Time to End Soccer’s Silence on “Bathroom Bills”
In Texas this week, debate begins on the latest of conservative legislators’ “bathroom bills.” Activists, entertainers, and sports leagues have spoken out against it while soccer has remained silent.
One would have thought states had learned from the HB2 fiasco in North Carolina last year. America’s first statewide “bathroom bill” has led to hundreds of millions of dollars in business being lost including from the relocation of sports events. Seven national NCAA events were moved out of North Carolina during the 2016-2017 school year, including the 2016 Women’s College Cup. The ACC pulled their 2016 football championship from the Carolina Panthers’ stadium. The 2017 NBA All-Star Game was moved from Charlotte to New Orleans.
Warnings from the sports world are now ringing out about Texas’ SB6:
NFL spokesperson Brian McCarthy: “We want all fans to feel welcomed at our events and NFL policies prohibit discrimination based on age, gender, race, religion, sexual orientation, or any other improper standard. If a proposal that is discriminatory or inconsistent with our values were to become law there, that would certainly be a factor considered when thinking about awarding future events.”
NBA commissioner Adam Silver: “But what we have stated is, our values are league-wide values in terms of equality and inclusion, that is paramount to this league and all of the members of the NBA family. Those jurisdictions that are considering legislation that is similar to HB2, are on notice that that is an important factor for us in deciding where we take a special event like an All-Star game.”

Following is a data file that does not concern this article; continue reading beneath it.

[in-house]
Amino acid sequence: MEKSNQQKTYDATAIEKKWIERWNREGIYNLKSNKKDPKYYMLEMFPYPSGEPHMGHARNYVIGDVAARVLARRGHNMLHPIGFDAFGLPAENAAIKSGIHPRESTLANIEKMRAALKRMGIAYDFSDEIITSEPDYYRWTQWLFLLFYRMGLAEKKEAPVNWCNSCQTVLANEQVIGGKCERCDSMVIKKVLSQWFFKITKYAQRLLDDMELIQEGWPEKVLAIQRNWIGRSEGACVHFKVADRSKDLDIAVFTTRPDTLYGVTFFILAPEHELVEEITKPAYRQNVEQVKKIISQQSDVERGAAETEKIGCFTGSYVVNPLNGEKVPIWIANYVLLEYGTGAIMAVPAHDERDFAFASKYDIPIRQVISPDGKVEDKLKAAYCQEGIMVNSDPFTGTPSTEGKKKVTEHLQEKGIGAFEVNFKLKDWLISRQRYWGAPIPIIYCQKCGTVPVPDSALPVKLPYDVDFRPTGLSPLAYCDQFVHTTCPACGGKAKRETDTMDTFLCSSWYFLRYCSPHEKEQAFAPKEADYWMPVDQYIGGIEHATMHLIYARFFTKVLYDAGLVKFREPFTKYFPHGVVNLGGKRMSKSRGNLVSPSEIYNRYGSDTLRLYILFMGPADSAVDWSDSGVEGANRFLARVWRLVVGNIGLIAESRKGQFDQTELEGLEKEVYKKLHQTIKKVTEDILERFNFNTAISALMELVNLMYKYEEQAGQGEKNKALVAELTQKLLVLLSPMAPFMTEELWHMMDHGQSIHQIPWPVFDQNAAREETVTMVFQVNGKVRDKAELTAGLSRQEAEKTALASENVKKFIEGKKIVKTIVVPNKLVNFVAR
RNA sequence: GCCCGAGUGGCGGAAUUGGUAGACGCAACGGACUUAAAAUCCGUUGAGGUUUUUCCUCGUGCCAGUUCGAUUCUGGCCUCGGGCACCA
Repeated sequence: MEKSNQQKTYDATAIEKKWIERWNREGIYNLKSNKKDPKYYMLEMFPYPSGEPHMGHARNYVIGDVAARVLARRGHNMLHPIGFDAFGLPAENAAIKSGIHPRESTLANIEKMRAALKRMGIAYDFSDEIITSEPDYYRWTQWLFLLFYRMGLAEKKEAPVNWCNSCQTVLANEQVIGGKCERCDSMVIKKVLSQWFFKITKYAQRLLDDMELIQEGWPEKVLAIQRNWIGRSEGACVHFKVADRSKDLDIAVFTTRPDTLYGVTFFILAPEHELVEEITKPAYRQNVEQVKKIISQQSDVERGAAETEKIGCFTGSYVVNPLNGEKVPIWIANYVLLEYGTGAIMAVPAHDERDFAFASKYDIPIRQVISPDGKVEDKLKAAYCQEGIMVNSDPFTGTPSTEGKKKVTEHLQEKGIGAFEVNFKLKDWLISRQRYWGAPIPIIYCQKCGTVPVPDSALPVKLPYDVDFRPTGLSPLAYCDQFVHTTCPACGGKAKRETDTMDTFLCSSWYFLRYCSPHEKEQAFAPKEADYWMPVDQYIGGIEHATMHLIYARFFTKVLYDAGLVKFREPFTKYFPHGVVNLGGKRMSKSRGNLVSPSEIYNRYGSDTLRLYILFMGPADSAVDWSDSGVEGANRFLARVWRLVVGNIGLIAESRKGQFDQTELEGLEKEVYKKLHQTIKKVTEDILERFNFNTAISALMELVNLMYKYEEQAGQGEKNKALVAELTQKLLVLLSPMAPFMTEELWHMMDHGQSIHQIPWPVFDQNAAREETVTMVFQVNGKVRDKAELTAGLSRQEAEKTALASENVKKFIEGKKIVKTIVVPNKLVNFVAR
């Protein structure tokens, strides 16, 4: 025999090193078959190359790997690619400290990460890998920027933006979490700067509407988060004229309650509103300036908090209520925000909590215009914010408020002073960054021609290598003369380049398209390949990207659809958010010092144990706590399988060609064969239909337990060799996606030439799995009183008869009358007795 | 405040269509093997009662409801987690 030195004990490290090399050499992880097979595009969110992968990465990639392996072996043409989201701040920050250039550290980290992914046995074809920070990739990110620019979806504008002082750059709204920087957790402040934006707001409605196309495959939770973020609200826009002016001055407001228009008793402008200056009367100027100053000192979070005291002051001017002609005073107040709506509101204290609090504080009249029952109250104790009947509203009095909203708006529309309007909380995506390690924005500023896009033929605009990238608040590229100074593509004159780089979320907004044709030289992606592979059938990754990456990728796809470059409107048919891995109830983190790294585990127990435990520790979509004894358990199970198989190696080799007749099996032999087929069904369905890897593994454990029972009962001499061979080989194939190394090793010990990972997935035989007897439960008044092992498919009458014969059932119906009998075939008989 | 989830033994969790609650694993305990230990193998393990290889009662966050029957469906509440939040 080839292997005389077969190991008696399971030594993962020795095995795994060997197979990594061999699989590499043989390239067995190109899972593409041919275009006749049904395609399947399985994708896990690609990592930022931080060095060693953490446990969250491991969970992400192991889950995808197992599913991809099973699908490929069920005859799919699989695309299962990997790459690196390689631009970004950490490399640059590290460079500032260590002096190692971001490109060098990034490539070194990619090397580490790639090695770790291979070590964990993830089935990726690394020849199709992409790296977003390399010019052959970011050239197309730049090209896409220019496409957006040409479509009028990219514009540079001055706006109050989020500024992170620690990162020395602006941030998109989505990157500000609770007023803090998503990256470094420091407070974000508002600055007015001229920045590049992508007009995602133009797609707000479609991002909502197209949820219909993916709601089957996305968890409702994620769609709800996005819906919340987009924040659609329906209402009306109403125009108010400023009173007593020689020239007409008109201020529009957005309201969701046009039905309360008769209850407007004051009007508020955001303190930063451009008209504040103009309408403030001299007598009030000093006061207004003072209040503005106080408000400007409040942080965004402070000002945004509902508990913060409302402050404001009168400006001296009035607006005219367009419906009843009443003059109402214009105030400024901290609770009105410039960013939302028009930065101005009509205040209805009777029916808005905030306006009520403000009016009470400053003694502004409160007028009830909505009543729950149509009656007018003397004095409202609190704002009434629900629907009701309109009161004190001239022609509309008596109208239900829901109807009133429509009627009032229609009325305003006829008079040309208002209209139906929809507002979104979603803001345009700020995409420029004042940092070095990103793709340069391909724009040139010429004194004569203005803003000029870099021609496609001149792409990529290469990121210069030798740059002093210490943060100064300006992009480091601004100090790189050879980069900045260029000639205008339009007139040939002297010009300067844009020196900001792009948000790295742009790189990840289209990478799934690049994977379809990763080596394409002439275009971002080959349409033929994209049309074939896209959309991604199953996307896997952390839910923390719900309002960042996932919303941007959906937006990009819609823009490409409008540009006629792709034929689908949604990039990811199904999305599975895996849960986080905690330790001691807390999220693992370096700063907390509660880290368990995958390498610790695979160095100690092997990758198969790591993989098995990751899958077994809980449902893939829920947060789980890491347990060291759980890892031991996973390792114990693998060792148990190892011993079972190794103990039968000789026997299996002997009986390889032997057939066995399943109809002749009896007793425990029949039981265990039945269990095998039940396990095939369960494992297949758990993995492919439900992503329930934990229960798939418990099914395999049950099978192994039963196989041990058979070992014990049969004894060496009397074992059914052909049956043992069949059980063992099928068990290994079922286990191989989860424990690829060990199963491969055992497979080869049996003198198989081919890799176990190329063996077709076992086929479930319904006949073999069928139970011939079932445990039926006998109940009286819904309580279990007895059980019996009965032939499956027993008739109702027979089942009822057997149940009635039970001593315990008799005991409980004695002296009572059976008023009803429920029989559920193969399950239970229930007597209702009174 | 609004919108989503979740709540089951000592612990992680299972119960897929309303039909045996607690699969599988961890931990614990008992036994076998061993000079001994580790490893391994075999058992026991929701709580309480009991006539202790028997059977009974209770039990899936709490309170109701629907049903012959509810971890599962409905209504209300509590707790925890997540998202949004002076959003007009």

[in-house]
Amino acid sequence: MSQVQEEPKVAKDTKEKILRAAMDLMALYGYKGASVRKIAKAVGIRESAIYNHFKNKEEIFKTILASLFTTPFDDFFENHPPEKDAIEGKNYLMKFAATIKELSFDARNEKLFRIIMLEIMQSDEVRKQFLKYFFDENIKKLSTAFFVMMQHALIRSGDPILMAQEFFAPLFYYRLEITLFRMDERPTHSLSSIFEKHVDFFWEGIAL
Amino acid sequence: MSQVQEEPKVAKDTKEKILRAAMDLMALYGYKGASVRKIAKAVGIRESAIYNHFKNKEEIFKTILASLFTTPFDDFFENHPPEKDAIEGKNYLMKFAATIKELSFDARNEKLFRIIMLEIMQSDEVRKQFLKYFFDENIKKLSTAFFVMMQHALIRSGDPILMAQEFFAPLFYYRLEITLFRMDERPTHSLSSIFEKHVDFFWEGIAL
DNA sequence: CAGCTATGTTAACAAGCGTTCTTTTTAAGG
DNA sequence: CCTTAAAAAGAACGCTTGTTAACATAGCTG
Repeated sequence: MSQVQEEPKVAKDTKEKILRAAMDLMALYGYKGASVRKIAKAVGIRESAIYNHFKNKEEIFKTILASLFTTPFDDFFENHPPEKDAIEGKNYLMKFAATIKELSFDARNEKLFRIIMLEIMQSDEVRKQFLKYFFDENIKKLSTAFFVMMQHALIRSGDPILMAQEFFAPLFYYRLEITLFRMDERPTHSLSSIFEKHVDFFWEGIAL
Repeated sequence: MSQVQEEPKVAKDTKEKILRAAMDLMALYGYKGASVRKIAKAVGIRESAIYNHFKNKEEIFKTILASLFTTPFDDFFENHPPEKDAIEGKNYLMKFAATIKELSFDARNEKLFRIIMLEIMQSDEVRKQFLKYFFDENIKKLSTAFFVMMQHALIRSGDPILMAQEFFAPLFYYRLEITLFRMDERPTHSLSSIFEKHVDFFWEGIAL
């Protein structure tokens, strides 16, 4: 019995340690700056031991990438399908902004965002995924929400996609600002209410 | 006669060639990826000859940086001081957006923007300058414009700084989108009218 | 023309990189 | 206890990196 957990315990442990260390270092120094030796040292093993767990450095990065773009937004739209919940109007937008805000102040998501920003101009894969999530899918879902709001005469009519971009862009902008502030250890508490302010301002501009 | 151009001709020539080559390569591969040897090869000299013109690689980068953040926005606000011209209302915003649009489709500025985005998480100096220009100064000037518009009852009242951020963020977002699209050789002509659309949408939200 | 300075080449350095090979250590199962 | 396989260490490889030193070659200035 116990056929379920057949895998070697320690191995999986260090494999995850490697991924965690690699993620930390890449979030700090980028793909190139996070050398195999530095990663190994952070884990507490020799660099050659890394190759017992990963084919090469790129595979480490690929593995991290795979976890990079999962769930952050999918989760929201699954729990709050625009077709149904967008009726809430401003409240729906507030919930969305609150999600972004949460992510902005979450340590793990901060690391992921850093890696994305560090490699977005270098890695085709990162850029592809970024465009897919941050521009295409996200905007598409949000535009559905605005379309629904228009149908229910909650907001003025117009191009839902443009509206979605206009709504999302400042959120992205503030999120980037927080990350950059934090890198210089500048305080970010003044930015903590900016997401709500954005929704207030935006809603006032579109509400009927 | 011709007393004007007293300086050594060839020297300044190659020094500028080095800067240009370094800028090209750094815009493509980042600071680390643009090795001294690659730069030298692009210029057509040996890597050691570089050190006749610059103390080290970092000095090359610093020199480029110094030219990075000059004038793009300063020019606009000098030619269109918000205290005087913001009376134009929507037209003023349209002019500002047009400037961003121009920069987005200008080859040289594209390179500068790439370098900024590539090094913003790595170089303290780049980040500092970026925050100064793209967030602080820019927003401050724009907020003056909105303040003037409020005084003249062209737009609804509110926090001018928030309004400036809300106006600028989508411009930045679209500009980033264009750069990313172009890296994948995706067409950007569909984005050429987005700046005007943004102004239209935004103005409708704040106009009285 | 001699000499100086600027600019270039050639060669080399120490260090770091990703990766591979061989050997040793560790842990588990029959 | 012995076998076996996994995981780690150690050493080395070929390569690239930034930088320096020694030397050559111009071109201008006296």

The US Soccer Federation, Major League Soccer, the National Women’s Soccer League, and the teams in states affected by anti-transgender legislation have all been disappointingly silent. It’s time for them all to stand up for equality, for what’s right, for their fans. Armbands and flags have been nice gestures but they aren’t enough. Our community needs them with us in the fight when our rights are threatened.
Speaking up for transgender rights wouldn’t be completely new for American soccer. The New England Revolution was among the Boston-area teams that supported anti-discrimination legislation in their commonwealth.
Now it’s time for US Soccer, Major League Soccer, and the National Women’s Soccer League to speak up. No events. No expansion. Not for states that demonize a community under a false guise of safety. This week we’ll be actively asking the federation, leagues, teams, and players to speak out.